was scrunched a bit, and I really didn’t need it. Then I laid the oatmeal canister on the fabric and measured off enough fabric along the leg to cover its length twice, and cut that much off the pant leg. I centered the canister on the back seam and wrapped the fabric around it, trimming enough from both sides that it would overlap by an inch or two on the front. That gave me just the right amount of fabric to cover the outside and the inside of the can.

Next, I drizzled a line of hot glue along the length of the oatmeal can, and placed it on the fabric so that the bottom was about an inch from the bottom of the fabric, and the glue was lined up with the seam in the fabric. Making sure I was leaving enough fabric to overlap, I folded over the edge of one side of the fabric and glued it down to make a finished edge for the top. Then I squeezed glue all the way around the top and bottom of the can and rolled it over the fabric, toward the unfinished edge first and then toward the finished edge. With the finished edge on top, I just needed one more line of glue to tack it down so it overlapped the unfinished edge. Then I tucked the excess fabric down into the can so there was no cardboard showing.

In order to be able to have easy access to barrettes as well as headbands, I used

Covered with fabric and mounted on the pedestal with dangling ribbons.
Covered with fabric and mounted on the pedestal with dangling ribbons.

the glue gun to tack six lengths of narrow coral ribbon to the glass base, evenly spaced around the perimeter. A hefty squeeze of glue around the top of the glass base, right on top of the ribbons, secured the fabric-covered can to the pedestal.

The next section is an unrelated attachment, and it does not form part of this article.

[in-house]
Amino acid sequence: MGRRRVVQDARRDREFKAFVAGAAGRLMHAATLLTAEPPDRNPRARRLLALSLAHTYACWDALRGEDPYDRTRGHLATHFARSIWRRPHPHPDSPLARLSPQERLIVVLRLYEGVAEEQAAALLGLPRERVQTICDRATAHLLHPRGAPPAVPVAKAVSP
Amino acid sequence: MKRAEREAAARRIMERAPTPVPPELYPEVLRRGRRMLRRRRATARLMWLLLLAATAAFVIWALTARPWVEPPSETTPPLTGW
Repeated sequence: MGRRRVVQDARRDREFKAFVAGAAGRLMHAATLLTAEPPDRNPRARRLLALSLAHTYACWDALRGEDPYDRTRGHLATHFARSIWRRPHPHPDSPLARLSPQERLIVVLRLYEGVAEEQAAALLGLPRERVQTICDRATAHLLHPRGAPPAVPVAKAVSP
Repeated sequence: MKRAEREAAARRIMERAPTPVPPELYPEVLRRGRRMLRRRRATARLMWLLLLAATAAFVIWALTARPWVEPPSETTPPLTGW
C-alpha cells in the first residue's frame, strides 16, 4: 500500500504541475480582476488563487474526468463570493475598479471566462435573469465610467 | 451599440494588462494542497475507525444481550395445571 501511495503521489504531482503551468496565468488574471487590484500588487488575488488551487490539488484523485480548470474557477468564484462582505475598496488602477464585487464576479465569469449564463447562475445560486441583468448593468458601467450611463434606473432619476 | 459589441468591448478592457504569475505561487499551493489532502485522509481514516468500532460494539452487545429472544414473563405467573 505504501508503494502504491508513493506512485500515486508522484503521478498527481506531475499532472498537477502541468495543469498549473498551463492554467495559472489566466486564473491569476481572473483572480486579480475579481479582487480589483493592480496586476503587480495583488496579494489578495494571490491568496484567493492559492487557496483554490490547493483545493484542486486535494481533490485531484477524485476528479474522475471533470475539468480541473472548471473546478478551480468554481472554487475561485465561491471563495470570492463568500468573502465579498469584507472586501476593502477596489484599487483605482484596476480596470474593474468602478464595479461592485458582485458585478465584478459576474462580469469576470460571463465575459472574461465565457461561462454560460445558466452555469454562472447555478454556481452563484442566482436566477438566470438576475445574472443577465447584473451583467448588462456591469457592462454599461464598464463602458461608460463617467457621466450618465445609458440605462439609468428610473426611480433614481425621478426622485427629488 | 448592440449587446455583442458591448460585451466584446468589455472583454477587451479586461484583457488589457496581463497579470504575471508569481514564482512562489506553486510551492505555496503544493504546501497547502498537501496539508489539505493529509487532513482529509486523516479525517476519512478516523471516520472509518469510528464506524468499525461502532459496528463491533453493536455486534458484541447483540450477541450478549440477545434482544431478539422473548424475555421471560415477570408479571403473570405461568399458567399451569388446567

I chose three colors of grosgrain ribbon (the kind that’s coarsely woven and sturdy, rather than being satiny). The coral is just a few shades brighter than the paint we used on Sofia’s wall, and the green and blue came from nursery accessories Sofia inherited from Niko. I had removed the ribbons from storage boxes and replaced them with coral ribbon to make them more girly. Now they were coming in handy to help tie this new item in with the

Complete with colorful ribbons to finish off the edges.
Complete with colorful ribbons to finish off the edges.

rest of the room. I overlapped all three shades at the top, with the green in the center. Just as I had done with the fabric, I folded over one end of each ribbon and tacked it down with glue to make a more finished look. At the base I used more coral to cover the unfinished edge. Then I made a pretty, but simple, bow from the green ribbon. Making it as flat as possible, I glued it onto the green ribbon on the can, and tacked down the ends and the loops so they wouldn’t get in the way of the headbands I wanted to put onto the can.

The finished headband holder, serving its destined purpose of taming rebellious headbands.
The finished headband holder, serving its destined purpose of taming rebellious headbands.

The stretchy elastic headbands go around the can nicely. Barrettes dangle from the ribbon. Later, plastic, open-ended headbands can hang over the sides. If I need to, I can use the inside for more storage.

And that’s it. All done in the space of one nap time. I do believe that’s the best ending ever to a story of a preschooler on the rampage with scissors.